View Single Post
Old May 10th, 2013 (12:33 PM).
dudebot's Avatar
dudebot dudebot is offline
Glowing Yellow
Join Date: Sep 2012
Location: Nomnom Town
Gender: Male
Nature: Bold
Posts: 127
Send a message via Skype™ to dudebot
Generally, when a writer knows what they're doing, they'll find a way to keep you interested. Usually reading a story that comes off as forced will turn the reader off of the story all together.

For me in particular, it's about the bounds of imagination. If I read a story that described every single nook and cranny, I would eventually stop reading it. The writer has created a world all their own. Rather than letting me submerse myself in my perspective of this world, they've made sure to establish everything for me.

Likewise, I don't enjoy reading stories that have too litte description. For example, if someone was writing a battle and didn't explain the setting, intensity, or even the emotion of the characters in said battle, then I can't properly imagine it. I don't know what they were going for.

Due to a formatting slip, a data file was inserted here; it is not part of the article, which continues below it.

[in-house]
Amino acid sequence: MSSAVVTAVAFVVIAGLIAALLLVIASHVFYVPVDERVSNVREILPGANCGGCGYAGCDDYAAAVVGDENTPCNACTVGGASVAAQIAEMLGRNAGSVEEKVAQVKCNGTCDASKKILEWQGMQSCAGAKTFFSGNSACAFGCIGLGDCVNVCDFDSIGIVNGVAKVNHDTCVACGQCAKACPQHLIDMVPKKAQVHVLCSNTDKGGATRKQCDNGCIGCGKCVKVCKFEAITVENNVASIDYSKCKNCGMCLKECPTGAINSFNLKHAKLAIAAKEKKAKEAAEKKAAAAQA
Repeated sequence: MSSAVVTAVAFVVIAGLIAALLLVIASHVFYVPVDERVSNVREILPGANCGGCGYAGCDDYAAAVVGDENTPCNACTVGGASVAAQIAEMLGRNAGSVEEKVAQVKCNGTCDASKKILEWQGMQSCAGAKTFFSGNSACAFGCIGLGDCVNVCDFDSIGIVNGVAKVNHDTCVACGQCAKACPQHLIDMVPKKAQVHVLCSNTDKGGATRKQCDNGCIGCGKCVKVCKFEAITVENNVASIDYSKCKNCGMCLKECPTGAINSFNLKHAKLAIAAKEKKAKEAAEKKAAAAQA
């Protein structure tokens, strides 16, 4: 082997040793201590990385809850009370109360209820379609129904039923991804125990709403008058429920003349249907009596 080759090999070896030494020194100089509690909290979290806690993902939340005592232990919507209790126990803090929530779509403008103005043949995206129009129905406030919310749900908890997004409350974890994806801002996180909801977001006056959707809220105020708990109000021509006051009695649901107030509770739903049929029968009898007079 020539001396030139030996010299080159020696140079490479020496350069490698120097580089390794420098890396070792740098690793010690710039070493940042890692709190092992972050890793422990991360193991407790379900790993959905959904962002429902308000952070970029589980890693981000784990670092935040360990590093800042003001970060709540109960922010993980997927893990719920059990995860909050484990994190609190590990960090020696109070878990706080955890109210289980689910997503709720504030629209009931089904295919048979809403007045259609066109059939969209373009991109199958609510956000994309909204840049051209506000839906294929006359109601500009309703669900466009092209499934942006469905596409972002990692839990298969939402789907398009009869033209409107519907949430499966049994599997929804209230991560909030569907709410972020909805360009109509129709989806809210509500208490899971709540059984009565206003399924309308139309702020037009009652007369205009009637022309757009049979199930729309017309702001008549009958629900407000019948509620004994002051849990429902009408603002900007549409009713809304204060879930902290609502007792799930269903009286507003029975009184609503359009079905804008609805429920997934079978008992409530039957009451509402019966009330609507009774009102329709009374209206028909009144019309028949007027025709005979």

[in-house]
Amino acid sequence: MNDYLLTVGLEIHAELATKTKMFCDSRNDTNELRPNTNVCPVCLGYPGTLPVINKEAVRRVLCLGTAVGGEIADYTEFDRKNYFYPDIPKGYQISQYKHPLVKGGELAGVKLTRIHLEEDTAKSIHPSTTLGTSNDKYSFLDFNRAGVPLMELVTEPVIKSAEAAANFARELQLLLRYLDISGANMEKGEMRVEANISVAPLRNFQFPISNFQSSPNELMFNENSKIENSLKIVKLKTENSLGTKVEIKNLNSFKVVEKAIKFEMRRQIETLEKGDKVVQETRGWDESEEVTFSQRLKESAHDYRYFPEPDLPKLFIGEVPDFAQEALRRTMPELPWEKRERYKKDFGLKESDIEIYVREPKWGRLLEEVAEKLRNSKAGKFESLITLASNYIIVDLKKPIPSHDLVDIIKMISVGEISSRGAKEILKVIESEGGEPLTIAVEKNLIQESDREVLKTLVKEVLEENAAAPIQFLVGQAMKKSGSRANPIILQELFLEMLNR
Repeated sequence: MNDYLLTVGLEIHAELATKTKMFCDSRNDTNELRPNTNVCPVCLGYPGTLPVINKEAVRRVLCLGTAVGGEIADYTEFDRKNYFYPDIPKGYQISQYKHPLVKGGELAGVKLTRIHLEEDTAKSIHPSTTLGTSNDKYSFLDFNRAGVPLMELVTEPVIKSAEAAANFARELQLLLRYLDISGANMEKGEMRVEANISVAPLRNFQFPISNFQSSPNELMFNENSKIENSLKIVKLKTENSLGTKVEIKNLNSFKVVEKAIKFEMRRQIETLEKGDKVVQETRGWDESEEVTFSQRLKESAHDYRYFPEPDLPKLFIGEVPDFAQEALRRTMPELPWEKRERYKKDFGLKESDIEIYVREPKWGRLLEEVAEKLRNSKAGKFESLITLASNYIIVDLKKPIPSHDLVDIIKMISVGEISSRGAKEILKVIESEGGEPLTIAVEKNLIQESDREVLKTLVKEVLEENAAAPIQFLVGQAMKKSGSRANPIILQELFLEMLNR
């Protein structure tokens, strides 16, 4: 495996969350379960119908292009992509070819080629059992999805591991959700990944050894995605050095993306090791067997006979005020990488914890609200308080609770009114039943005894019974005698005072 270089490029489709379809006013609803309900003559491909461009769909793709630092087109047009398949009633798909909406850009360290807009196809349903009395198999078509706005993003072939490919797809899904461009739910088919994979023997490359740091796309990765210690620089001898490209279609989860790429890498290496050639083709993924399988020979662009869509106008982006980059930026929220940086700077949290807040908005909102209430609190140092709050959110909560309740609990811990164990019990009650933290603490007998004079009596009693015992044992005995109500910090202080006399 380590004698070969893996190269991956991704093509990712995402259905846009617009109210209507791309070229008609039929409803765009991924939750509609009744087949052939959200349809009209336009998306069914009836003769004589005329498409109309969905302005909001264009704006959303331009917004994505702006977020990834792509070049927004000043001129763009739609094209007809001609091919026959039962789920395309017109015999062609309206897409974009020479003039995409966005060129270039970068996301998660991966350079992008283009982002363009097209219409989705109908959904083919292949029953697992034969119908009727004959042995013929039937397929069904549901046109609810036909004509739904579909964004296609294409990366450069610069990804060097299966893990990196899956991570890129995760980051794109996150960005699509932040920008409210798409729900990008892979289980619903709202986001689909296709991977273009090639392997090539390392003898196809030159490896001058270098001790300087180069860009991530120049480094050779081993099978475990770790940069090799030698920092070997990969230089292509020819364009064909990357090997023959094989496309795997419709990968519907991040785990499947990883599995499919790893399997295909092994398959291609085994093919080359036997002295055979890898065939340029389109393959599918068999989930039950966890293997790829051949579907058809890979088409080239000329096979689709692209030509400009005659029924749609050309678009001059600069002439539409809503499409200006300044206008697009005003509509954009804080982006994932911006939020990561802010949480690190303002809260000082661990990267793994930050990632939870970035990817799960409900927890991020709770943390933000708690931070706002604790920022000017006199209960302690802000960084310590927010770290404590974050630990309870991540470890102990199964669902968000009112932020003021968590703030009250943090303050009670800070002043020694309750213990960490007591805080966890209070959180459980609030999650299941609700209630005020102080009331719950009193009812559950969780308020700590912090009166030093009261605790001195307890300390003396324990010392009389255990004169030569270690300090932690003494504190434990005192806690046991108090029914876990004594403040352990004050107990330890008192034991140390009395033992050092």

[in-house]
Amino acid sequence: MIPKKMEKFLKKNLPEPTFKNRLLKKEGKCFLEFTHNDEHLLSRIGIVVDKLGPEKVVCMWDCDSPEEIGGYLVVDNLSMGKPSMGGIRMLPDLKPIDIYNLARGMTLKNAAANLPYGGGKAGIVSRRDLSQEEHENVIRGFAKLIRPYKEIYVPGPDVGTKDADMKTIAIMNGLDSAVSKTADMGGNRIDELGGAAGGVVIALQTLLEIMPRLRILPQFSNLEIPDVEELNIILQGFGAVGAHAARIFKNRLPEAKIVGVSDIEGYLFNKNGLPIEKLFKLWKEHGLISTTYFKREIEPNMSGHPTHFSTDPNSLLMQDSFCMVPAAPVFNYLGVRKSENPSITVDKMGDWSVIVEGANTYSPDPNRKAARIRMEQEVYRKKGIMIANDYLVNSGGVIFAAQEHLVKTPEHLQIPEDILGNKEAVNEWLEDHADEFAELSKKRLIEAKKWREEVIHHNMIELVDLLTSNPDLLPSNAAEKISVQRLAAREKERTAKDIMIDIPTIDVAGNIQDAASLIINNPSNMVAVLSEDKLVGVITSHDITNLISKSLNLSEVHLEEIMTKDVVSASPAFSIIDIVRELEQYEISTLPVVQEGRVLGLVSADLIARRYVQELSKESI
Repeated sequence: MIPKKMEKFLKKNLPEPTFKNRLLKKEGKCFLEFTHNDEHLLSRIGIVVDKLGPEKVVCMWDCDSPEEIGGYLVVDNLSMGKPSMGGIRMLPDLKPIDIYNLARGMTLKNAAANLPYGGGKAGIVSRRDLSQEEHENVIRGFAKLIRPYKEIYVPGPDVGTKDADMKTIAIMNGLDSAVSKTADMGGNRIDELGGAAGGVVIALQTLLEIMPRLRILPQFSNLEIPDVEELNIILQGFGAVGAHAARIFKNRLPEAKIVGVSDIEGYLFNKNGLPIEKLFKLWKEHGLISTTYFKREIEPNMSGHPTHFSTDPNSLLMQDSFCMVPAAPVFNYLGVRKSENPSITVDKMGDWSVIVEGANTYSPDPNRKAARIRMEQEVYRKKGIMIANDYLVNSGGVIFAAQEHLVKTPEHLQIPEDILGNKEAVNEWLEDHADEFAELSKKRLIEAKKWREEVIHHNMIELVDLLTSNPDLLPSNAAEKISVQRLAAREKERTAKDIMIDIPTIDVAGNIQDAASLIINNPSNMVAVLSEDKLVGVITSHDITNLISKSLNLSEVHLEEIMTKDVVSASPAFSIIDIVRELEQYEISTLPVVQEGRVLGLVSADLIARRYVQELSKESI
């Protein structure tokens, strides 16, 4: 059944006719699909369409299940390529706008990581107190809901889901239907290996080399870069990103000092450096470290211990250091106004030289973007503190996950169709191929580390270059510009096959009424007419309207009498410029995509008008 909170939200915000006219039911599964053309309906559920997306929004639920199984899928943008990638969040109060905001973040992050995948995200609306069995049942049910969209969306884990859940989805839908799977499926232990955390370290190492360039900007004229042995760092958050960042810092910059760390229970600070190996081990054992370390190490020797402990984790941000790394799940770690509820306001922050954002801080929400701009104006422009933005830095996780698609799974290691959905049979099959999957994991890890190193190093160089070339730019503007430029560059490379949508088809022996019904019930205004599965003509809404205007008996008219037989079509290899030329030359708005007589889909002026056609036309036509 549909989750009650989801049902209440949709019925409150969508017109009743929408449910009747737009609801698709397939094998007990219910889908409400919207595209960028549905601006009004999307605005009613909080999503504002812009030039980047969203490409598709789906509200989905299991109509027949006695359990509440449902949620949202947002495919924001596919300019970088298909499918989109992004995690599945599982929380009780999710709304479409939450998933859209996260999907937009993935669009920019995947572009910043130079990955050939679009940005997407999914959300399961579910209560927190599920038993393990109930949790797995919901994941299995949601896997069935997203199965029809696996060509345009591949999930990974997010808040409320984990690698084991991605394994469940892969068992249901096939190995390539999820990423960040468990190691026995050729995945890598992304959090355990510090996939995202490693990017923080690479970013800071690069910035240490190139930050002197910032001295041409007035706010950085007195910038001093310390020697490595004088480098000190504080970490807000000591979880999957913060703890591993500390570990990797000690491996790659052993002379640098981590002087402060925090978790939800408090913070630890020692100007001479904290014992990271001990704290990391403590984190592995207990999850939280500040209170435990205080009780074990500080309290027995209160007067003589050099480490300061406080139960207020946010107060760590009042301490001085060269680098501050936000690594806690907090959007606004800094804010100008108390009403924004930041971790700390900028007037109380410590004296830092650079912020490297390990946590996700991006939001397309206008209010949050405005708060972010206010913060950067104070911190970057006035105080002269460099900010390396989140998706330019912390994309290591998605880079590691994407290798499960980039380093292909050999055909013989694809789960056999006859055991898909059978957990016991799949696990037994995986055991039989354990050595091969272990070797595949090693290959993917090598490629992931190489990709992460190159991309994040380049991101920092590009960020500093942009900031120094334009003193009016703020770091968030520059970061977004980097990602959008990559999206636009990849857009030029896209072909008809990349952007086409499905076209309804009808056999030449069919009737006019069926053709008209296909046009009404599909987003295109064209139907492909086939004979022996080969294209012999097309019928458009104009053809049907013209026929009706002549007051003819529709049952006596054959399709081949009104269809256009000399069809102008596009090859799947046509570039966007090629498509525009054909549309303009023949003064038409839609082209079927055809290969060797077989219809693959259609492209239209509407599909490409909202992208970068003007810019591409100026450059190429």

It's all about a balance. Describe the area, but don't lock the properties exclusively. Tell me the grass is green and long. Tell me that the long, dark green grass is consistently blown by the wind as the dew moves from blade to blade. Don't tell me that the dark green grass blowing in the wind was grown by an old farmer who eventually moved away, hence why it is so long. Don't tell me that this time of the year is normally relatively windy. All of that is usually unnecessary and I can't stand that. Once you take away and describe every single part that I would normally leave to my imagination, I kinda feel like the story is more of one that you wanted to tell rather than one you wanted me to read.

There's nothing wrong with extra description either. Seeing too much of it in a single story, however, would just be plan off-putting.
Reply With Quote